Five Yemeni men who have been held for almost 14 years at the U.S. base at Guantánamo Bay, Cuba, have been released and sent to the United Arab Emirates, the Pentagon said Sunday.
The men were accepted for resettlement in the UAE after U.S. authorities determined they no longer posed a threat, the Defense Department said in a statement.
The released men arrived in the UAE on Saturday. The men were not released to Yemen because there is a de facto ban on transferring detainees to Yemen due to security concerns there. The 2016 National Defense Authorization Act as passed by Congress would bar transfers to Yemen.
Ali al-Rahizi, 36, was among the five released men. In 2014 a parole-like review board cleared him for transfer.
While he was in prison, his mother passed away. His brother is disabled, and Rahizi’s detention put an economic burden on his elderly father. Rahizi would like to get married now, further his education and help with his family business.
The other four men had been cleared for transfer by the Obama administration for more than five years. None were charged with a crime. In the case of Adil al-Busayss, 42, he was recommended for transfer to a third country as early as 2004, according to a Department of Defense document.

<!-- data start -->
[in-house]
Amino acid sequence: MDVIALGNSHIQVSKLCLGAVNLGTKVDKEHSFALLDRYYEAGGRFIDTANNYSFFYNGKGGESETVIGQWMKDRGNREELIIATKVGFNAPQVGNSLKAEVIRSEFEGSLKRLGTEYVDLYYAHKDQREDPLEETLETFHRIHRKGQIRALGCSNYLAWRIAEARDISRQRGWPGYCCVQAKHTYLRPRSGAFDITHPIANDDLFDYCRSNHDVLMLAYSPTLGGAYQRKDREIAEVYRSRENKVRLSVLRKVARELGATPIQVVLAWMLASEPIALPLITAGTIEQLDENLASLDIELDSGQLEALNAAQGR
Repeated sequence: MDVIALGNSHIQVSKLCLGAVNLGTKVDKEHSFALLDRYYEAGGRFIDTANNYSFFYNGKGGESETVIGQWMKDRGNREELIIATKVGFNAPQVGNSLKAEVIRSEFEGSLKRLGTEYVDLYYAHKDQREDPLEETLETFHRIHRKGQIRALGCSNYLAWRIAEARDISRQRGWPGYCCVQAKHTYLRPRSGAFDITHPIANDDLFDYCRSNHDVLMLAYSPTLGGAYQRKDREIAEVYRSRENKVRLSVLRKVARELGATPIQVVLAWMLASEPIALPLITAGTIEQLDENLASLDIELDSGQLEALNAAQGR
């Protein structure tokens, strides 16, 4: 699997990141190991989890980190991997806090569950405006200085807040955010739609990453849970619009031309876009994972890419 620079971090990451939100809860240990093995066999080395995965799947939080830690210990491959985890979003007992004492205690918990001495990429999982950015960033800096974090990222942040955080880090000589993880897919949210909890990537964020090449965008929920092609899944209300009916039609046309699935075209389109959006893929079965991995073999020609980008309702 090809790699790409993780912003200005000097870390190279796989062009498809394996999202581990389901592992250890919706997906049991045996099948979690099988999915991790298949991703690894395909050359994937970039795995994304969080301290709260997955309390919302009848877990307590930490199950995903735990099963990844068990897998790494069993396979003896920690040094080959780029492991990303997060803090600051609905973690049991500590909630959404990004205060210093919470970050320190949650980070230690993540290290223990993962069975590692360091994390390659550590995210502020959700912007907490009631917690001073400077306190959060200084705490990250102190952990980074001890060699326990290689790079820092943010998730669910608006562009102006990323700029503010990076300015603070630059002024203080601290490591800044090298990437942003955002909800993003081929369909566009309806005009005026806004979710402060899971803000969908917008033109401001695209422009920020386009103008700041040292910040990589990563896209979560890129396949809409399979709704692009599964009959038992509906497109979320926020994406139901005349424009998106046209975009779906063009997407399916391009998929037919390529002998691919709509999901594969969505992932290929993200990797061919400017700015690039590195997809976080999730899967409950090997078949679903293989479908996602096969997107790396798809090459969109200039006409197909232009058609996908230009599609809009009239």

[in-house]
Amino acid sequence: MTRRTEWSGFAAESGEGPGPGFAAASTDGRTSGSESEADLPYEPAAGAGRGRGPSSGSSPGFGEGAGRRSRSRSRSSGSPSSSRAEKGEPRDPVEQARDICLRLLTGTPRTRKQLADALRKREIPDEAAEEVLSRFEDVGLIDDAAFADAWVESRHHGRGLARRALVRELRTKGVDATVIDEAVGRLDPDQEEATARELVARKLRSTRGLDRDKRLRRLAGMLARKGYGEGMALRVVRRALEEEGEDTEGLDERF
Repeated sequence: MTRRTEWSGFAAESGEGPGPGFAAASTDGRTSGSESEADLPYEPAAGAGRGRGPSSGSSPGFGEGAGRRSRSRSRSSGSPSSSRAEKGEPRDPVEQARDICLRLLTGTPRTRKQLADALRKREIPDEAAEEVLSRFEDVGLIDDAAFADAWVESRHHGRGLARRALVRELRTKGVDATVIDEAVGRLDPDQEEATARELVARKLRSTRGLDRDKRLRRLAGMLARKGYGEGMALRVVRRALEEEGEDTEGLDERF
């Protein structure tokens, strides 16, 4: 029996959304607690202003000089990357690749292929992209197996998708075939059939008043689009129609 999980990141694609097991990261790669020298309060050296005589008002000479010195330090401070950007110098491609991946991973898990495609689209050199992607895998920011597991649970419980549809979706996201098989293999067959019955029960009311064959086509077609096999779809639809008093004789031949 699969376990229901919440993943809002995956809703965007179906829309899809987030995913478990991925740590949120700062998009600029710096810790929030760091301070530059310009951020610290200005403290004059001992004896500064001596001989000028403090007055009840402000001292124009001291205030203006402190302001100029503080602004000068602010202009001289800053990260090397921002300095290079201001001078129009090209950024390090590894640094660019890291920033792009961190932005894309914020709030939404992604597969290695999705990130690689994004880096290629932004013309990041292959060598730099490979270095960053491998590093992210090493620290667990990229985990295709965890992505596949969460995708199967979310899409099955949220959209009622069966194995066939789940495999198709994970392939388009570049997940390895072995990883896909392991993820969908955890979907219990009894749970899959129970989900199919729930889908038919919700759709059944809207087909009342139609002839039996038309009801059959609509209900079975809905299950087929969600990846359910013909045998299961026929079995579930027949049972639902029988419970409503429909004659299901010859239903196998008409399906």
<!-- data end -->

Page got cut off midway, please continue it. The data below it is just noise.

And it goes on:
"Think about that. He was cleared for transfer almost 12 years ago. Why did he have to stay there?" asked his lawyer David Remes.
Busayss was a compliant detainee, and he was held in communal conditions. "It is just incomprehensible [that he was held]. A lot about Guantánamo is incomprehensible, but this more than most," said Remes.
The other three men are Khalid al-Qadasi, who is 46 or 47; Sulayman al-Nahdi, 40; and Fahmi al-Asani, 38.
The five men were transferred as Barack Obama’s administration is preparing to present the a plan to Congress to close the detention facility. It is believed that some of the remaining prisoners would be sent to the U.S. There are 107 prisoners still at Guantánamo, 48 of whom are recommended for transfer. More men are expected to be released by year’s end.
In announcing the latest prisoner release, Pentagon press secretary Peter Cook said in a statement that the U.S. coordinated with the UAE “to ensure these transfers took place consistent with appropriate security and humane treatment measures.”
It’s unclear where the men are currently held and if they will be subject to travel and other restrictions. It was not possible to reach UAE officials for comment by the time of publication. This is not the first transfer to the Gulf nation; an Emirati prisoner was repatriated in 2008.
The U.S. and the UAE have a significant and long-standing security partnership. The UAE has asked for further security assurances from the U.S. in light of a nuclear deal with Iran, which occupies three UAE islands.
U.S. military personnel are stationed in the UAE, which has joined the U.S.-led airstrikes against the Islamic State in Iraq and the Levant.